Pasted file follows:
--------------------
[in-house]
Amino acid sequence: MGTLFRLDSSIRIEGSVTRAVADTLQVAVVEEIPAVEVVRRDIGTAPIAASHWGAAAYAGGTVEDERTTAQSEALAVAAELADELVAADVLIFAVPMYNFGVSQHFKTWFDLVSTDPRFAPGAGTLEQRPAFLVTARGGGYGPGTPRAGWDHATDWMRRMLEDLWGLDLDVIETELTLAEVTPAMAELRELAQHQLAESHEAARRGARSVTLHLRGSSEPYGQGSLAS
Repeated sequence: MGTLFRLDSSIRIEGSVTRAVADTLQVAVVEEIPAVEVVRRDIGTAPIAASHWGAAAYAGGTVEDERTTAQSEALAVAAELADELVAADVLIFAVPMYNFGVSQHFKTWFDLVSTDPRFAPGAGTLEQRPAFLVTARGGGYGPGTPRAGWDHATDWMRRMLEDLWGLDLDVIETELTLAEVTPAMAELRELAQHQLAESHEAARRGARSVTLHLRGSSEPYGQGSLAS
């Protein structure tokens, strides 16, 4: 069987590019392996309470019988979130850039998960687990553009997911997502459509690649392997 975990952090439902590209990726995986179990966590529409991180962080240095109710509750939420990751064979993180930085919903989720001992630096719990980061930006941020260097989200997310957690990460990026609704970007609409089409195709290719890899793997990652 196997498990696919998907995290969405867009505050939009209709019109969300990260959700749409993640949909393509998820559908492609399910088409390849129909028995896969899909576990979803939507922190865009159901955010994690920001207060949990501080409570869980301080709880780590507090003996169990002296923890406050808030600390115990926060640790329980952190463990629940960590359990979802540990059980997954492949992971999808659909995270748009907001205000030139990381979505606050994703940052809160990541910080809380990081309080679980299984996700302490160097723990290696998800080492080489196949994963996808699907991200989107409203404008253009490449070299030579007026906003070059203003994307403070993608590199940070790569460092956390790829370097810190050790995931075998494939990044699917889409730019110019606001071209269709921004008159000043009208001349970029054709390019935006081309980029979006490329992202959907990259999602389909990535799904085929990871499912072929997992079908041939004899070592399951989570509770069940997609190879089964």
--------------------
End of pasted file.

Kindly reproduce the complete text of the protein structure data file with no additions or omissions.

[in-house]
Amino acid sequence: MGTLFRLDSSIRIEGSVTRAVADTLQVAVVEEIPAVEVVRRDIGTAPIAASHWGAAAYAGGTVEDERTTAQSEALAVAAELADELVAADVLIFAVPMYNFGVSQHFKTWFDLVSTDPRFAPGAGTLEQRPAFLVTARGGGYGPGTPRAGWDHATDWMRRMLEDLWGLDLDVIETELTLAEVTPAMAELRELAQHQLAESHEAARRGARSVTLHLRGSSEPYGQGSLAS
Repeated sequence: MGTLFRLDSSIRIEGSVTRAVADTLQVAVVEEIPAVEVVRRDIGTAPIAASHWGAAAYAGGTVEDERTTAQSEALAVAAELADELVAADVLIFAVPMYNFGVSQHFKTWFDLVSTDPRFAPGAGTLEQRPAFLVTARGGGYGPGTPRAGWDHATDWMRRMLEDLWGLDLDVIETELTLAEVTPAMAELRELAQHQLAESHEAARRGARSVTLHLRGSSEPYGQGSLAS
């Protein structure tokens, strides 16, 4: 069987590019392996309470019988979130850039998960687990553009997911997502459509690649392997 975990952090439902590209990726995986179990966590529409991180962080240095109710509750939420990751064979993180930085919903989720001992630096719990980061930006941020260097989200997310957690990460990026609704970007609409089409195709290719890899793997990652 196997498990696919998907995290969405867009505050939009209709019109969300990260959700749409993640949909393509998820559908492609399910088409390849129909028995896969899909576990979803939507922190865009159901955010994690920001207060949990501080409570869980301080709880780590507090003996169990002296923890406050808030600390115990926060640790329980952190463990629940960590359990979802540990059980997954492949992971999808659909995270748009907001205000030139990381979505606050994703940052809160990541910080809380990081309080679980299984996700302490160097723990290696998800080492080489196949994963996808699907991200989107409203404008253009490449070299030579007026906003070059203003994307403070993608590199940070790569460092956390790829370097810190050790995931075998494939990044699917889409730019110019606001071209269709921004008159000043009208001349970029054709390019935006081309980029979006490329992202959907990259999602389909990535799904085929990871499912072929997992079908041939004899070592399951989570509770069940997609190879089964």